As a nation, we are slipping into the longer cycle of decline with unforeseen consequences. What can we do? We need to check our own biases and act intelligently, reasonably, and responsibly. Perhaps we, like Sheriff Wiles, can stand together with another “moving viewpoint” of compassion and understanding, one that has claimed to be the Good Shepherd, the bread of life, living water, and the Gate.  

(Reprinted from the blog written for the Lonergan Institute at Boston College:

SDGs Lent 2019

Welcome Keenan Overa from Lehigh University as AI Youth Rep

The world is a complex place, and information technology coupled with globalization is only increasing the meaning of this idea. Yet despite this, and all its shortcomings, Dwight D. Eisenhower remarked that the United Nations “represents man’s best organized hope to substitute the conference table for the battlefield”; and it this idea that gives purpose to our work. 

 This is my first year joining as a new Youth Representative for Augustinians International, and I’m beyond excited to get started. NGO’s are continually rising in their importance in the UN system, and they give a voice to the individuals and groups whose needs and cries often are too easily ignored. NGO’s carry forward the principles and values that often aren’t present enough in the world, and they occupy a very special, but also a very vital place in international politics. Having heard of the Augustinians’ past work with ongoing human rights crises, such as in Congo, and working to further educational development, the Augustinians are just one of many NGO’s working tirelessly to improve the world. I take pride in being able to join this effort, because I believe in the capacity of humanity to work together. Diversity should not be grounds for conflict between cultures and groups around the world, rather our differences should form the foundation for curiosity, learning, and understanding. I look forward to working with Fr. Dueweke in pursing this vision. The challenges ahead are but a reminder of the necessity of work that the Augustinians, along with other NGO’s, strive to achieve in an effort to change this world for the better.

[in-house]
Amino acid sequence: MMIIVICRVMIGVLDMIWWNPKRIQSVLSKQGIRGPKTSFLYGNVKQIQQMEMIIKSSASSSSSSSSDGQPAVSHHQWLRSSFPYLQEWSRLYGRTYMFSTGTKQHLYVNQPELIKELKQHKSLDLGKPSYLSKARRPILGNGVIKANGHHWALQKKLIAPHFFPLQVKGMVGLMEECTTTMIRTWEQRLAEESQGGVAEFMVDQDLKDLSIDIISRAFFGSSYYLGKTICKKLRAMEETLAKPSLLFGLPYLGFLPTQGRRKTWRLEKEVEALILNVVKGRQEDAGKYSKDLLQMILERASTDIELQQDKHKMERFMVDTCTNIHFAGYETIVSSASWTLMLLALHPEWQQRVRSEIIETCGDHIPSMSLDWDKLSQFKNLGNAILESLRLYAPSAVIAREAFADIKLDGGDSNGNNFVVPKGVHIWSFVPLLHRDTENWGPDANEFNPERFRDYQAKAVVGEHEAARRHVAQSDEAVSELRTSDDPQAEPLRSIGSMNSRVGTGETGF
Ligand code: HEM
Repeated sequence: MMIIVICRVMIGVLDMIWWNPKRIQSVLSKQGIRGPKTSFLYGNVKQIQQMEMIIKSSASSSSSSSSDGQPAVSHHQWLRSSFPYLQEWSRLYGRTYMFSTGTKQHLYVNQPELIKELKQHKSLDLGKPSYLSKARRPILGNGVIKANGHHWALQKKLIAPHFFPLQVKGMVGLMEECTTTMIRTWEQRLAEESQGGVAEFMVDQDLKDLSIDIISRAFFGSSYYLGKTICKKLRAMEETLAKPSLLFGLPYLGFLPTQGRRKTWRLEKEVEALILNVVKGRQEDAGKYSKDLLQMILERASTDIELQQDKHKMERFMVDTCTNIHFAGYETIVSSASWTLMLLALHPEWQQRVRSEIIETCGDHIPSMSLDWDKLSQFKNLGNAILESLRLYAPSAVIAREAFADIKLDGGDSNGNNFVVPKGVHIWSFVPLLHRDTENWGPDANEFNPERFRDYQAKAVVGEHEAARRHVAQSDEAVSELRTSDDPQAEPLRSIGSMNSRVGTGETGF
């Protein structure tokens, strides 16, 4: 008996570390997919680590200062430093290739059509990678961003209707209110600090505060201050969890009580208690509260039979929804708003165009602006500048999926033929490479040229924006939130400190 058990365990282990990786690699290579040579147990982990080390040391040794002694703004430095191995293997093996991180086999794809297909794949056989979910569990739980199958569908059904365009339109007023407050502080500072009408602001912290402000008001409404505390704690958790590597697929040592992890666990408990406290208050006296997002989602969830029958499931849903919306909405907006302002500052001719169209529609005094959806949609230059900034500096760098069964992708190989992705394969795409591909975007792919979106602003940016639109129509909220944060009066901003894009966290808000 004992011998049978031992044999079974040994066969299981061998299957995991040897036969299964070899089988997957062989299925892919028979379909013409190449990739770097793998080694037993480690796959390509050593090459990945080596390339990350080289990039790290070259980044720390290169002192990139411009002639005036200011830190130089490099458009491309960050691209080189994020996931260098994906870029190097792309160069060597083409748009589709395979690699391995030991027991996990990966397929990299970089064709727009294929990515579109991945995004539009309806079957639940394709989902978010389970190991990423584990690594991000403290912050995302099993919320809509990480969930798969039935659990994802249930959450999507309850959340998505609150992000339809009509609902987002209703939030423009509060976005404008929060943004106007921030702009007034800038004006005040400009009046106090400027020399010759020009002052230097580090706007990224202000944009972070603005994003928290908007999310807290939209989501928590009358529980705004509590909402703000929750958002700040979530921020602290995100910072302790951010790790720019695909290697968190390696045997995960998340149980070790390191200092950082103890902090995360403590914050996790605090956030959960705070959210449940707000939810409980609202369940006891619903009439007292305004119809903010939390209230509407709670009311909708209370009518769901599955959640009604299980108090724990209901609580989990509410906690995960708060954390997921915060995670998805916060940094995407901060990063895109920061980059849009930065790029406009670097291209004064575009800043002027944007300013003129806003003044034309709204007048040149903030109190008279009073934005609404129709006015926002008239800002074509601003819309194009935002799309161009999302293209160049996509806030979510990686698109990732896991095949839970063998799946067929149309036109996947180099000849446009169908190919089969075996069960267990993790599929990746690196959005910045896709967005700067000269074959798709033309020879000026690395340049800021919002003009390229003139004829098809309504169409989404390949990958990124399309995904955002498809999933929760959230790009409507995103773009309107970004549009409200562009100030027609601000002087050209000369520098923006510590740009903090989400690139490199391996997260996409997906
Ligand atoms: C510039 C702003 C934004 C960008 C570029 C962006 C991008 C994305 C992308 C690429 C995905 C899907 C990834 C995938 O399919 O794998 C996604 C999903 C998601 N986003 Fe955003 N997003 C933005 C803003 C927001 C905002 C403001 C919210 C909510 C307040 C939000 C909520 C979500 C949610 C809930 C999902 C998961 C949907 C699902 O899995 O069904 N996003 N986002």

(Photo of Keenan in Moscow studying Russian)

SDGs Lent 2019

Welcome Emma Dillon from Lehigh University as AI Youth Rep

I’m in my junior year studying Political Science and Journalism at Lehigh University in Bethlehem, Pennsylvania, USA. I have a passion for global citizenship, gender equality, health, international peace, and the

Emma Dillon

United Nation’s sustainable development goals. I love to travel and immerse myself into new cultures- one of my biggest dreams is to visit every continent. I was raised 25 miles away from one of the most diverse hubs in the world, New York City. Ever since I was young, I have been exposed to many different cultures, religions, traditions, and languages. My experiences growing up have shaped me into the person I am today by illustrating the beauty in people’s differences. Catholicism has always been a huge part of my life. In high school I became a Youth Group Leader at St. Augustine Church and found great joy in being apart of something that had a special meaning and impact. Religion has been one of the leading forces in understanding my purpose in life. I feel extraordinarily grateful for the opportunity to be apart of Augustinians International for my second year. I hope to continue serving as Augustinians International’s voice at the United Nations and promote and defend our common goals, like climate change and basic human rights. I want to learn to negotiate international boundaries and develop my own sense of personal, social, and corporate responsibility to the global community. I am looking forward to another year learning and expanding my horizons with Augustinians International!